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made a pilgrimage to Salon, and Charles the
Ninth sent him a purse of two hundred
golden crowns. But crowns and reputation
could not prolong the philosopher's days. He
died in fifteen hundred and sixty-six, and is
supposed, or was lately supposed by his
fellow-citizens of Salon, to have merely
pretended to die, but to be in reality comfortably
sitting up in his tomb, with pen, ink, and
candles, and surrounded with his books of
gramarie. The epitaph, however, above him,
declares solemnly the fact of his death; and
in this instance even an epitaph probably
speaks the truth. But living or dead, little
or nothing was heard of Nostradamus except
in the Lives of the Astrologers, and sometimes
even in the Histories of Imposture, till
he was suddenly reinstated in all his glory
in eighteen hundred and four. The prophets
began to be honoured, and in that year it is
certain that a copy of the Centuries, as they
were called, of Nostradamus, was presented
to Napoleon. There also fell into his hands
a volume purporting to have been written
by a certain Maistre Noël Olivarius, a
contemporary of Nostradamus, which, if it is
authentic, puts the powers of his more
famous countryman to shame. Its date was
fifteen hundred and forty-two. It was
discovered in seventeen hundred and ninety-
three, in the midst of a large pile of volumes
condemned to the flames by the enlightened
Montagnards, who were desirous of putting
an end to the very memory of priests and
nobles and kings. A valorous gentleman of
the name of François de Metz, having no
fear of Montagnard vengeance before his
eyes, and scarcely believing that the liberty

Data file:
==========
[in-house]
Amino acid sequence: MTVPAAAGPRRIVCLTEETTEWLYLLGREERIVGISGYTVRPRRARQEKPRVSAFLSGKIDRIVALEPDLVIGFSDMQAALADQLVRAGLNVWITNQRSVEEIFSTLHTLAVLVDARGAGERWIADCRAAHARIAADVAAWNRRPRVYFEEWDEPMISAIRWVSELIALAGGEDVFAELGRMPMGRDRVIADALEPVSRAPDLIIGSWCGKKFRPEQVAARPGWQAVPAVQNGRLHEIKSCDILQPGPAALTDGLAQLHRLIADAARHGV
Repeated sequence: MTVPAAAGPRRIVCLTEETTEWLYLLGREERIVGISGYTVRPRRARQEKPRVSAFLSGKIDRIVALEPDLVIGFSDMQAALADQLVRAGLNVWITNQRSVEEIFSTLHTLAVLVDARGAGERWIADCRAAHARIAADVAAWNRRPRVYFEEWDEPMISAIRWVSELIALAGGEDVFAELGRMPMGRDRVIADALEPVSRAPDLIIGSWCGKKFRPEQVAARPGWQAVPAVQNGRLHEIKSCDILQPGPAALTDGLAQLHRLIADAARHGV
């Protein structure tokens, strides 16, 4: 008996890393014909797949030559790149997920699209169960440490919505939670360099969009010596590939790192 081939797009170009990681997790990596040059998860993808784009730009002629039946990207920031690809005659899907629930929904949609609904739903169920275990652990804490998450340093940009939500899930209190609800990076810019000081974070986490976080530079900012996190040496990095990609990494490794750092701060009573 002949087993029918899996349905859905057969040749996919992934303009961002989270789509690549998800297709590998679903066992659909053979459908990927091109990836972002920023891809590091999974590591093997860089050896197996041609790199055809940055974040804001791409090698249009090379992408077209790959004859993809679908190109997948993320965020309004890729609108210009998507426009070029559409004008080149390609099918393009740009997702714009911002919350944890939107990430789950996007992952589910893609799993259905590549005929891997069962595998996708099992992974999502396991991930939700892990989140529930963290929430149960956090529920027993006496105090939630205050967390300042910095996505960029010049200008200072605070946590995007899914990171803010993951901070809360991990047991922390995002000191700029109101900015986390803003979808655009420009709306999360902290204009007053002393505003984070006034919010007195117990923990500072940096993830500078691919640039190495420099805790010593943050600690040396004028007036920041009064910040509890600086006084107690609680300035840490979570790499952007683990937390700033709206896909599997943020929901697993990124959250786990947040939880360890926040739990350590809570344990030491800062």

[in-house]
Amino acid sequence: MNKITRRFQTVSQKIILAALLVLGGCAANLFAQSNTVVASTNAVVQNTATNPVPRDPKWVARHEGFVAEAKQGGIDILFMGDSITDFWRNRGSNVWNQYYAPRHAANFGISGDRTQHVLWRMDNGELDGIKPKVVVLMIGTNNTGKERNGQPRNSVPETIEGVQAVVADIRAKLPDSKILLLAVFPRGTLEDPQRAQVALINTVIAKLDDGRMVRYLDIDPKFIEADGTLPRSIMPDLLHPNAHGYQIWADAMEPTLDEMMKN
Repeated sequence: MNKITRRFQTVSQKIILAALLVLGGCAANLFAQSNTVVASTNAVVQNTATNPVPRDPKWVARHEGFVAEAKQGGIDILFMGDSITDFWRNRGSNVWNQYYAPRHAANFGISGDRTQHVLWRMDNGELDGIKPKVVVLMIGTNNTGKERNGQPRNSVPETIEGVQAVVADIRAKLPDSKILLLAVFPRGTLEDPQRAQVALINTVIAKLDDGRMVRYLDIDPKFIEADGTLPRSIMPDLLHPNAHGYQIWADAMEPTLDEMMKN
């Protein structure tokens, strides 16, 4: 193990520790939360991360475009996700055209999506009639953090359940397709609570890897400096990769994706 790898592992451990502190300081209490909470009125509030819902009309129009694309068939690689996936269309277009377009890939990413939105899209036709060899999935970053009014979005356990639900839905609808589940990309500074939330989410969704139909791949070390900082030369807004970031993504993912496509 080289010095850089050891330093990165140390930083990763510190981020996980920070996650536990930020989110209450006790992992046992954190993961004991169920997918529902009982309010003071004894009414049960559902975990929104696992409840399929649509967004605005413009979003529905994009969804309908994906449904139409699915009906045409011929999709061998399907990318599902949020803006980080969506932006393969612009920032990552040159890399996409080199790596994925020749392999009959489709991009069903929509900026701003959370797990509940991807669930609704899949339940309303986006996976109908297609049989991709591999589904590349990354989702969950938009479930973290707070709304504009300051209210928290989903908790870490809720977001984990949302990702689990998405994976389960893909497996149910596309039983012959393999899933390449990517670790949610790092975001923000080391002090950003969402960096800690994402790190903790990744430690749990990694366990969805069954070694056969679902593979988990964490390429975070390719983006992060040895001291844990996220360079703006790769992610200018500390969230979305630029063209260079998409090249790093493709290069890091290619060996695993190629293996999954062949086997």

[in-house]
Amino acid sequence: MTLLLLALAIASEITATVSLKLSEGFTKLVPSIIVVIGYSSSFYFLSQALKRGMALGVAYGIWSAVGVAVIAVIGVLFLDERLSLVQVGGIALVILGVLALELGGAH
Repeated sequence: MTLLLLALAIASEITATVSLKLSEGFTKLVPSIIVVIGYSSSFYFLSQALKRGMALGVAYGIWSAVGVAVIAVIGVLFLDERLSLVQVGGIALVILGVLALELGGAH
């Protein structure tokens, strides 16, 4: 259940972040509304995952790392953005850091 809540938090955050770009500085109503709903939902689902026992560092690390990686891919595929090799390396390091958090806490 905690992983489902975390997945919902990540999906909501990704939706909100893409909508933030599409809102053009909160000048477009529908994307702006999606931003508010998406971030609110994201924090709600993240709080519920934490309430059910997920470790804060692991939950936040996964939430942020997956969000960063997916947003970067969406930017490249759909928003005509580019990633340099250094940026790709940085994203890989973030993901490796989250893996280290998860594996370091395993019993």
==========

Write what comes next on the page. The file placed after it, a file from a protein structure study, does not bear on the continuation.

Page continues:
of his country depended on the destruction of
a little duodecimo, bound in vellum, and
written in the crankiest of hands and palest
of inks, rescued it from the revolutionary
flames, and found it to consist of a great
number of prophecies about all manner of
subjects, and particularly one which it needed
no very brilliant interpreter in the first years
of this century to refer to the great soldier
on the throne. What became of this
marvellous prediction all the time from its rescue
from the Montaguard fire till it appeared at
the Tuileries, we are not told. In what state
was it when it met the despot's eyes? Up
to what point of his history did the prophecy
at that time extend? It is not likely that a
prophet in livery, which the modern soothsayer
probably was, would go beyond the
establishment of the empire, or dwell on
Moscow and Waterloo. But there seems
little reason to doubt that the prediction, as
it exists at present, was printed in eighteen
hundred and fifteen. It was inserted in the
Memoirs of Josephine (editions of eighteen
hundred and twenty and eighteen hundred
and twenty-seven), and stretched its glance
far into the future; for it clearly foresaw the
revolution of eighteen hundred and thirty,
the expulsion of Louis Philippe, and the
accession, prosperity, and finally the death
of——some one whom the reader may fix on for himself.

Even if the whole story was a mystification